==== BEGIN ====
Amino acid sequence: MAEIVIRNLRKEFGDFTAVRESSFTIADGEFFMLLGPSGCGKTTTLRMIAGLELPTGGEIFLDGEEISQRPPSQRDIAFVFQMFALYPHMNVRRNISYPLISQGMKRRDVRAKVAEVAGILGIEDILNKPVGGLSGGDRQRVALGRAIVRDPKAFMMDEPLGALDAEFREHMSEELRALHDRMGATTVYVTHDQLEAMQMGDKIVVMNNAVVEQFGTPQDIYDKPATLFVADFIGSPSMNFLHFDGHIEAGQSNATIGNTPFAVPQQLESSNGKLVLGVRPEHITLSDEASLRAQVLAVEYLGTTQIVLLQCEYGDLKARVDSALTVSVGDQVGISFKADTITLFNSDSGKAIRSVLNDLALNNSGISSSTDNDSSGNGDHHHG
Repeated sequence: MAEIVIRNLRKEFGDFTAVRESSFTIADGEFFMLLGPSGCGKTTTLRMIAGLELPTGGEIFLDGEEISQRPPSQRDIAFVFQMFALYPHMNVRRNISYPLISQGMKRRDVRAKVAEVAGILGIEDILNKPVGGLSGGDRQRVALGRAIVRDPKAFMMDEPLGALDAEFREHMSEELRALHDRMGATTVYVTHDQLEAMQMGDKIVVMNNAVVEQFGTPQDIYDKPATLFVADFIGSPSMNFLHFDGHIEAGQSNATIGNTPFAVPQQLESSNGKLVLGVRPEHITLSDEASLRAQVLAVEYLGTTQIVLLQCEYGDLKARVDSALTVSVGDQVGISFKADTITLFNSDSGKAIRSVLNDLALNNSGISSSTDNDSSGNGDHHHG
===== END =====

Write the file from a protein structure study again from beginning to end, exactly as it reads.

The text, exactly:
Amino acid sequence: MAEIVIRNLRKEFGDFTAVRESSFTIADGEFFMLLGPSGCGKTTTLRMIAGLELPTGGEIFLDGEEISQRPPSQRDIAFVFQMFALYPHMNVRRNISYPLISQGMKRRDVRAKVAEVAGILGIEDILNKPVGGLSGGDRQRVALGRAIVRDPKAFMMDEPLGALDAEFREHMSEELRALHDRMGATTVYVTHDQLEAMQMGDKIVVMNNAVVEQFGTPQDIYDKPATLFVADFIGSPSMNFLHFDGHIEAGQSNATIGNTPFAVPQQLESSNGKLVLGVRPEHITLSDEASLRAQVLAVEYLGTTQIVLLQCEYGDLKARVDSALTVSVGDQVGISFKADTITLFNSDSGKAIRSVLNDLALNNSGISSSTDNDSSGNGDHHHG
Repeated sequence: MAEIVIRNLRKEFGDFTAVRESSFTIADGEFFMLLGPSGCGKTTTLRMIAGLELPTGGEIFLDGEEISQRPPSQRDIAFVFQMFALYPHMNVRRNISYPLISQGMKRRDVRAKVAEVAGILGIEDILNKPVGGLSGGDRQRVALGRAIVRDPKAFMMDEPLGALDAEFREHMSEELRALHDRMGATTVYVTHDQLEAMQMGDKIVVMNNAVVEQFGTPQDIYDKPATLFVADFIGSPSMNFLHFDGHIEAGQSNATIGNTPFAVPQQLESSNGKLVLGVRPEHITLSDEASLRAQVLAVEYLGTTQIVLLQCEYGDLKARVDSALTVSVGDQVGISFKADTITLFNSDSGKAIRSVLNDLALNNSGISSSTDNDSSGNGDHHHG